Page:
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News Flash—Flash Storage Isn’t As Expensive As You Think

Increase Performance without Increasing Costs

Flash storage offers dramatically faster performance over traditional spinning magnetic disk storage technology, but many enterprises have postponed adoption of it because of cost concerns. But it’s not as expensive as you think.

“When the storage efficiency techniques and the ability to safely use lower-cost memory are combined, all-flash storage systems can typically match the price of high-performance, tier 1, HDD-based storage systems,” says Storage Switzerland Senior Analyst George Crump. “What’s more, they’re now working their way into the price-band of tier 2 storage systems.”

Flash StorageCrump believes that a multi-step approach to driving down flash costs will help the enterprise reduce its overall storage costs. He suggests techniques like thinly provisioning all volumes on the system to make sure that capacity is only used when it’s actually needed and minimizing the data being written through the always-on deduplication and compression capabilities of flash storage.

But the reality remains that while flash storage provides major performance advantages over spinning disks, it is still more expensive to buy. Flash drives also offer less capacity than spinning disk drives.

If all enterprise storage were the same cost per gigabyte, IT would very likely only purchase flash storage. Traditional storage drives cost about 7 or 8 cents per usable gigabyte, while flash storage drives cost about 40 cents per usable gigabyte. The price of solid-state drives (SSDs) is falling, but the price of flash storage is declining even faster.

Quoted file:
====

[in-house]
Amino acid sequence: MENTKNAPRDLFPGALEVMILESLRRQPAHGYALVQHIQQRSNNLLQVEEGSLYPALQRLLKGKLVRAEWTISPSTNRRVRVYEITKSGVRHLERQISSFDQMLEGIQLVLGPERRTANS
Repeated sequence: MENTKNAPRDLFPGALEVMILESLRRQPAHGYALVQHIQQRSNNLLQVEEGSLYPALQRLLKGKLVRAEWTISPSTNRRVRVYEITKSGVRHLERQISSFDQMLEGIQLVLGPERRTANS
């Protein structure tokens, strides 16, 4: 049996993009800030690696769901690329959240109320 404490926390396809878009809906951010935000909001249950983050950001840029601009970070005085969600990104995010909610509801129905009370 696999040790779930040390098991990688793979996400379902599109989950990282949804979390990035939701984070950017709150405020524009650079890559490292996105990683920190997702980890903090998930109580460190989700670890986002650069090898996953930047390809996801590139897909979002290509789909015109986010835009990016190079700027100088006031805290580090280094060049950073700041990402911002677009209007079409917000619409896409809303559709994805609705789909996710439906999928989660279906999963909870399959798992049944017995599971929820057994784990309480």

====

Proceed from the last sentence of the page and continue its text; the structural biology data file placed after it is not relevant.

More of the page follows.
This roughly 5X price differential becomes less significant when you factor in the primary advantage of flash storage: performance. For this reason, price per gigabyte per second provides a more relevant metric, because the sequential read speed provides IT with a fair comparison of cost and performance differences between SSDs and flash storage drives.

“There really is no longer much, if any, debate about the inherent value and desirability or even relative reliability and longevity of flash,” says Enterprise Strategy Group (ESG) Senior Analyst Mark Peters. “The questions are now about the type, speed and extent of adoption. Simply put, it is not if flash will be adopted, but where and how soon.

IDC sees flash outpacing SSD growth, with enterprise SSD shipments expected to increase more than 75% annually. IDC attributes SSD growth rates to enterprise demands for faster storage performance with lower latency and lower costs. Meanwhile, flash storage pricing will continue to decline faster than HDD pricing as manufacturers increase capacity.

Lower prices, combined with performance advantages, will make flash storage an increasingly compelling option for enterprises.

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